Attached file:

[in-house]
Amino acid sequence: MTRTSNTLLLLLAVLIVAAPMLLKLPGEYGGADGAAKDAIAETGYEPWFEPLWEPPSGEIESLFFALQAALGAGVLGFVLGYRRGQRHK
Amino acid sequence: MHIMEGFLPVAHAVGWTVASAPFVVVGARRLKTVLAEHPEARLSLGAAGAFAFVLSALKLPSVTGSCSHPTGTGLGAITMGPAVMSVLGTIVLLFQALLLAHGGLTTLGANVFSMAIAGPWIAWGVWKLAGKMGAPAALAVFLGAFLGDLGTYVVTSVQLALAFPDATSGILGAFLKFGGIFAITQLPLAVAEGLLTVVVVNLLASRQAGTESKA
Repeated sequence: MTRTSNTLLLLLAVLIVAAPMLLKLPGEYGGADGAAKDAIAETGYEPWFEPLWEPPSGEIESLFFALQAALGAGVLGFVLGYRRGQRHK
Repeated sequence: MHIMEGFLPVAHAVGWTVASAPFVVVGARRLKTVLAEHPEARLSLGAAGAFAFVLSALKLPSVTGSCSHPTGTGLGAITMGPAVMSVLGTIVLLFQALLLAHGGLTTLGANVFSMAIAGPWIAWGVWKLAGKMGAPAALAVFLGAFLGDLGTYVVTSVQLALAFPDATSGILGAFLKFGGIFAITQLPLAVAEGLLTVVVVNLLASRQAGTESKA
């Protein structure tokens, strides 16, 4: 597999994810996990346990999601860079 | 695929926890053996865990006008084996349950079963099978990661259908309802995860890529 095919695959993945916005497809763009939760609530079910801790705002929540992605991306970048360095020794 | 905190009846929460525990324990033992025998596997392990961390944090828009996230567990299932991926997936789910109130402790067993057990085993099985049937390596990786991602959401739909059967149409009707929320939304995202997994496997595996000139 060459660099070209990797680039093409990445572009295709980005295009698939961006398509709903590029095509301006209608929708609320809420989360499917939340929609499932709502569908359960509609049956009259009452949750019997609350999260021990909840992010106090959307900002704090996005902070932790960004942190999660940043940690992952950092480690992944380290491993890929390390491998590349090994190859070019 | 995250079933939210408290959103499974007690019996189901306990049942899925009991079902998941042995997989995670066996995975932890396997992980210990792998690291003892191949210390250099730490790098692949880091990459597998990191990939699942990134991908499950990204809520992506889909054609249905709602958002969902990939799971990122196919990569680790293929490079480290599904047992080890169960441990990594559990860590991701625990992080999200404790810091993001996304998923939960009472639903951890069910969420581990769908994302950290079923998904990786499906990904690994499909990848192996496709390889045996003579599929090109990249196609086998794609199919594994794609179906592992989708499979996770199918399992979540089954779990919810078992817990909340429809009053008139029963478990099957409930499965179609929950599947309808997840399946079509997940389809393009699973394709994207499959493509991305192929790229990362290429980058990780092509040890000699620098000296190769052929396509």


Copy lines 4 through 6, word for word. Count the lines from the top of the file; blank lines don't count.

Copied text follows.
Repeated sequence: MTRTSNTLLLLLAVLIVAAPMLLKLPGEYGGADGAAKDAIAETGYEPWFEPLWEPPSGEIESLFFALQAALGAGVLGFVLGYRRGQRHK
Repeated sequence: MHIMEGFLPVAHAVGWTVASAPFVVVGARRLKTVLAEHPEARLSLGAAGAFAFVLSALKLPSVTGSCSHPTGTGLGAITMGPAVMSVLGTIVLLFQALLLAHGGLTTLGANVFSMAIAGPWIAWGVWKLAGKMGAPAALAVFLGAFLGDLGTYVVTSVQLALAFPDATSGILGAFLKFGGIFAITQLPLAVAEGLLTVVVVNLLASRQAGTESKA
């Protein structure tokens, strides 16, 4: 597999994810996990346990999601860079 | 695929926890053996865990006008084996349950079963099978990661259908309802995860890529 095919695959993945916005497809763009939760609530079910801790705002929540992605991306970048360095020794 | 905190009846929460525990324990033992025998596997392990961390944090828009996230567990299932991926997936789910109130402790067993057990085993099985049937390596990786991602959401739909059967149409009707929320939304995202997994496997595996000139 060459660099070209990797680039093409990445572009295709980005295009698939961006398509709903590029095509301006209608929708609320809420989360499917939340929609499932709502569908359960509609049956009259009452949750019997609350999260021990909840992010106090959307900002704090996005902070932790960004942190999660940043940690992952950092480690992944380290491993890929390390491998590349090994190859070019 | 995250079933939210408290959103499974007690019996189901306990049942899925009991079902998941042995997989995670066996995975932890396997992980210990792998690291003892191949210390250099730490790098692949880091990459597998990191990939699942990134991908499950990204809520992506889909054609249905709602958002969902990939799971990122196919990569680790293929490079480290599904047992080890169960441990990594559990860590991701625990992080999200404790810091993001996304998923939960009472639903951890069910969420581990769908994302950290079923998904990786499906990904690994499909990848192996496709390889045996003579599929090109990249196609086998794609199919594994794609179906592992989708499979996770199918399992979540089954779990919810078992817990909340429809009053008139029963478990099957409930499965179609929950599947309808997840399946079509997940389809393009699973394709994207499959493509991305192929790229990362290429980058990780092509040890000699620098000296190769052929396509």